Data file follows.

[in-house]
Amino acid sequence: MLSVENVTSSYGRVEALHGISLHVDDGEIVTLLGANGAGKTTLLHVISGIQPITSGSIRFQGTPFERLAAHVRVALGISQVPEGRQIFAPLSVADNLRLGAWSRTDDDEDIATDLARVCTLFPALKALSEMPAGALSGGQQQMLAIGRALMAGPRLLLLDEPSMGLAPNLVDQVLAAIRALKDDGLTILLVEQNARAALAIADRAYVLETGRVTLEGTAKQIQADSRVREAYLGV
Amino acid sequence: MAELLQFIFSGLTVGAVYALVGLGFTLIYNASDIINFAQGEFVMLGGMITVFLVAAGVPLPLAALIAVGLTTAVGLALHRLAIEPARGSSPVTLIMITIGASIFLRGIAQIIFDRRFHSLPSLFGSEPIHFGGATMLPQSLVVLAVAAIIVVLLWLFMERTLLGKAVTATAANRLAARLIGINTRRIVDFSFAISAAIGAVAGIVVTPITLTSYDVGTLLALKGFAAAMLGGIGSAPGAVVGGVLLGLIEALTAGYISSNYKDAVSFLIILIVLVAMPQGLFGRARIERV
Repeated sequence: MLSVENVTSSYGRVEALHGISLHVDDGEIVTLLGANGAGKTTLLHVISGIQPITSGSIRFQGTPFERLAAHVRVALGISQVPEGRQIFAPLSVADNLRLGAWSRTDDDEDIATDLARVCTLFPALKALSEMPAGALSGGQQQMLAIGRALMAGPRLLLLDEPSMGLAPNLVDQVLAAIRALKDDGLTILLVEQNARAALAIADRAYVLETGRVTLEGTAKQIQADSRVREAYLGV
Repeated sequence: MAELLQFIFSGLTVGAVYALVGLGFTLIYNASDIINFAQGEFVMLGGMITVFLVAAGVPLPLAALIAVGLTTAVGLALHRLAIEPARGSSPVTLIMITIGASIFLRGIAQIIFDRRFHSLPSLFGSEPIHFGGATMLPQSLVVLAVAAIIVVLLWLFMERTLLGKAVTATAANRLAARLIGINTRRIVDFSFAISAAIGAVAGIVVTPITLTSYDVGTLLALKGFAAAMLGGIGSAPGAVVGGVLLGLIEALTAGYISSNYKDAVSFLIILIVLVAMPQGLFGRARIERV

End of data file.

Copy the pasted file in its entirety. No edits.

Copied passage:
[in-house]
Amino acid sequence: MLSVENVTSSYGRVEALHGISLHVDDGEIVTLLGANGAGKTTLLHVISGIQPITSGSIRFQGTPFERLAAHVRVALGISQVPEGRQIFAPLSVADNLRLGAWSRTDDDEDIATDLARVCTLFPALKALSEMPAGALSGGQQQMLAIGRALMAGPRLLLLDEPSMGLAPNLVDQVLAAIRALKDDGLTILLVEQNARAALAIADRAYVLETGRVTLEGTAKQIQADSRVREAYLGV
Amino acid sequence: MAELLQFIFSGLTVGAVYALVGLGFTLIYNASDIINFAQGEFVMLGGMITVFLVAAGVPLPLAALIAVGLTTAVGLALHRLAIEPARGSSPVTLIMITIGASIFLRGIAQIIFDRRFHSLPSLFGSEPIHFGGATMLPQSLVVLAVAAIIVVLLWLFMERTLLGKAVTATAANRLAARLIGINTRRIVDFSFAISAAIGAVAGIVVTPITLTSYDVGTLLALKGFAAAMLGGIGSAPGAVVGGVLLGLIEALTAGYISSNYKDAVSFLIILIVLVAMPQGLFGRARIERV
Repeated sequence: MLSVENVTSSYGRVEALHGISLHVDDGEIVTLLGANGAGKTTLLHVISGIQPITSGSIRFQGTPFERLAAHVRVALGISQVPEGRQIFAPLSVADNLRLGAWSRTDDDEDIATDLARVCTLFPALKALSEMPAGALSGGQQQMLAIGRALMAGPRLLLLDEPSMGLAPNLVDQVLAAIRALKDDGLTILLVEQNARAALAIADRAYVLETGRVTLEGTAKQIQADSRVREAYLGV
Repeated sequence: MAELLQFIFSGLTVGAVYALVGLGFTLIYNASDIINFAQGEFVMLGGMITVFLVAAGVPLPLAALIAVGLTTAVGLALHRLAIEPARGSSPVTLIMITIGASIFLRGIAQIIFDRRFHSLPSLFGSEPIHFGGATMLPQSLVVLAVAAIIVVLLWLFMERTLLGKAVTATAANRLAARLIGINTRRIVDFSFAISAAIGAVAGIVVTPITLTSYDVGTLLALKGFAAAMLGGIGSAPGAVVGGVLLGLIEALTAGYISSNYKDAVSFLIILIVLVAMPQGLFGRARIERV